A millennium of Solar Activity tracked in Tree Rings

A millennium of Solar Activity tracked in Tree Rings

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Solar activity since 969 has been reconstructed by scientists using measurements of radioactive carbon in tree rings.These results help scientists better understand the dynamics of the sun and allow for more accurate dating of organic materials using the C14 method, according to a statement from ETH Zurich, where the research was conducted.

What happens to the sun can only be observed indirectly. Sunspots, for example, reveal the degree of solar activity: the more sunspots that are visible on the surface of the sun, the more active our central star is inside. Although sunspots have been known since ancient times, they have only been documented in detail since the invention of the telescope about 400 years ago. Thanks to this, we now know that the number of spots varies in regular cycles of eleven years and that, in addition, there are prolonged periods of strong and weak solar activity, which is also reflected in the Earth’s climate.

However, until now it has been difficult to reconstruct how solar activity developed before the start of systematic records.

An international research team led by Hans-Arno Synal and Lukas Wacker of the Ion Ray Physics Laboratory at ETH, which included the Max Planck Institute for Solar System Research in Göttingen and Lund University in Sweden, has now tracked eleven-year solar cycles to 969 using measurements of radioactive carbon concentration in tree rings. At the same time, the researchers have created an important database for more accurate age determination using the C14 method. Their results were recently published in the scientific journal Nature Geoscience.

To reconstruct solar activity over a millennium with extremely good time resolution of just one year, the researchers used tree ring files from England and Switzerland.

In those tree rings, the ages of which can be determined precisely by counting the rings, there is a small fraction of radioactive carbon C14, and only one in every 1 billion atoms is radioactive. From the known half-life of the C14 isotope, around 5,700 years, the concentration of radioactive carbon present in the atmosphere when the growth ring formed can be deduced. Since radioactive carbon is produced mainly by cosmic particles, which in turn are kept away from the Earth to a greater or lesser extent by the sun’s magnetic field (the more active the sun, the better it protects Earth), it is possible deduce solar activity from a change in the concentration of C14 in the atmosphere.

However, accurate measurements of a change in that already very small concentration resemble finding a grain of dust on a needle in a huge haystack. “The only such measurements were made in the 1980s and 1990s,” Lukas Wacker says in a statement, “but only for the past 400 years and using the extremely labor-intensive counting method.” In that method, the radioactive decay events of C14 in a sample are counted directly using a Geiger counter, which requires a relatively large amount of material and, due to the long half-life of C14, even longer.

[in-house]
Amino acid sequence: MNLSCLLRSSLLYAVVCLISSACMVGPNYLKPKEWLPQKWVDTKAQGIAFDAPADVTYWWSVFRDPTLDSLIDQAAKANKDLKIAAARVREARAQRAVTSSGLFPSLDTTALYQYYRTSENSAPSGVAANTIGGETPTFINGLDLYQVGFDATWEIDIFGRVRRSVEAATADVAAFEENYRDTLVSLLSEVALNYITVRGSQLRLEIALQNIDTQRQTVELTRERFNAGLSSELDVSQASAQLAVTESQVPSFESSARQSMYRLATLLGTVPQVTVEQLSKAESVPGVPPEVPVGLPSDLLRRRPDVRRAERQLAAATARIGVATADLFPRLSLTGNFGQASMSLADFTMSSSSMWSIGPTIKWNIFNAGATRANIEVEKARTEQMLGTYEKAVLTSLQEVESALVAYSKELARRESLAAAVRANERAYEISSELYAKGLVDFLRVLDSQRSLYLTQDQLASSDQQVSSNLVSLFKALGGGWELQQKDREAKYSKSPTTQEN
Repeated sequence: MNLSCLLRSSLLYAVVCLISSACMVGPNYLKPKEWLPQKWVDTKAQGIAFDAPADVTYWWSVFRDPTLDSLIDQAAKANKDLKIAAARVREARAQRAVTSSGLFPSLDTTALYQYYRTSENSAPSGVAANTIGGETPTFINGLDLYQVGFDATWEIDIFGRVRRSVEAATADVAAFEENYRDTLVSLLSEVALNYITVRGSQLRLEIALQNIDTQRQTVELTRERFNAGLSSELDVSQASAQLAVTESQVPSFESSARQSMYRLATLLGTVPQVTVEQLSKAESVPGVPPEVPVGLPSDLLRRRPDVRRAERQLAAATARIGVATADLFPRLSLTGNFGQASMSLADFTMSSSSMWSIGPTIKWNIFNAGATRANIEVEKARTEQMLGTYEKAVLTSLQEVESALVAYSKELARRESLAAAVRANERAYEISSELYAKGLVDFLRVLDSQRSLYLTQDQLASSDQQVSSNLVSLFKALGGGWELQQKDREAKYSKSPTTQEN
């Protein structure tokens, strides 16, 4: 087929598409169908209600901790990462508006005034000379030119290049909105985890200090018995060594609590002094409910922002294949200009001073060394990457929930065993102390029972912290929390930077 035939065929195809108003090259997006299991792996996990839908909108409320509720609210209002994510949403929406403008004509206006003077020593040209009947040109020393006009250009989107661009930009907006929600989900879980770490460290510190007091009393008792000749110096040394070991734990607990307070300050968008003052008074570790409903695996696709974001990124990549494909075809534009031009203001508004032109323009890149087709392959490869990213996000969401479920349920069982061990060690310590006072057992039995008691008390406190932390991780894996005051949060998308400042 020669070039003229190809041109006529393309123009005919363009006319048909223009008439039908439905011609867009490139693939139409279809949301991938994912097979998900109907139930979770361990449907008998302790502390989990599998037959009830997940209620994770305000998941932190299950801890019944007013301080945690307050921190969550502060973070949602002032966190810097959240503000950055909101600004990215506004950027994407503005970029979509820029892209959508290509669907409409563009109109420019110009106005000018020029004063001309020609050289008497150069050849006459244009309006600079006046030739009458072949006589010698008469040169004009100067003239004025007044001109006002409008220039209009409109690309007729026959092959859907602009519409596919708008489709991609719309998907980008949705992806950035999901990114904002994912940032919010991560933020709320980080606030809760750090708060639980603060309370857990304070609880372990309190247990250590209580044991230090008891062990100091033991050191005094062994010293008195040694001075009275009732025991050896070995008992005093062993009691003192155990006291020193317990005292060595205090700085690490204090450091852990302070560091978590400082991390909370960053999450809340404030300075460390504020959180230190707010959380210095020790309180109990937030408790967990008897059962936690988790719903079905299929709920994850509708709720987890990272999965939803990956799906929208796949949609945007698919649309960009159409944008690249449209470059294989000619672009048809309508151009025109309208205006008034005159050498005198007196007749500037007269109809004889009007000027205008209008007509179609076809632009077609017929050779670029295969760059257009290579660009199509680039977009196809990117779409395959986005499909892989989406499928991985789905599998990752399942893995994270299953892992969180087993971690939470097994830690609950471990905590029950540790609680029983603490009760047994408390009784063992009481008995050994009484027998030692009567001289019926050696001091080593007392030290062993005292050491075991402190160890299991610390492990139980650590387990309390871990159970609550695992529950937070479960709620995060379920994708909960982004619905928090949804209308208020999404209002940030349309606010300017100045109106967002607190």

“Using modern accelerator mass spectrometry, we were now able to measure the C14 concentration to within 0.1 percent in just a few hours with tree ring samples that were a thousand times smaller,” adds doctoral student Nicolas Brehm, responsible of those analyzes. .

In accelerator mass spectrometry, the C14 and C12 atoms (the “normal” non-radioactive carbon; the C14, by contrast, contains two additional neutrons in its nucleus) in the tree material are first electrically charged and then accelerated by an electrical potential of several thousand volts, after which they are sent through a magnetic field.

In that magnetic field, the two isotopes of carbon, which have different masses, deviate by different degrees and can therefore be counted separately. To finally get the desired information on solar activity from that raw data, researchers must perform intricate statistical analysis and further process the results using computer models.

This procedure allowed the researchers to smoothly reconstruct solar activity from 969 to 1933. From that reconstruction, they were able to confirm the regularity of the eleven-year cycle, as well as the fact that the amplitude of that cycle (by how much activity increases solar and down) is also lower during long-duration solar minima. These insights are important to better understand the internal dynamics of the sun.

The measurement results also confirmed the solar energetic proton event of 993. In such an event, highly accelerated protons reaching Earth during a solar flare cause a slight overproduction of C14. In addition, the research team also found evidence of two other hitherto unknown events in 1052 and 1279. This could indicate that such events, which can seriously disrupt electronic circuits on Earth and on satellites, occur more frequently than it was thought.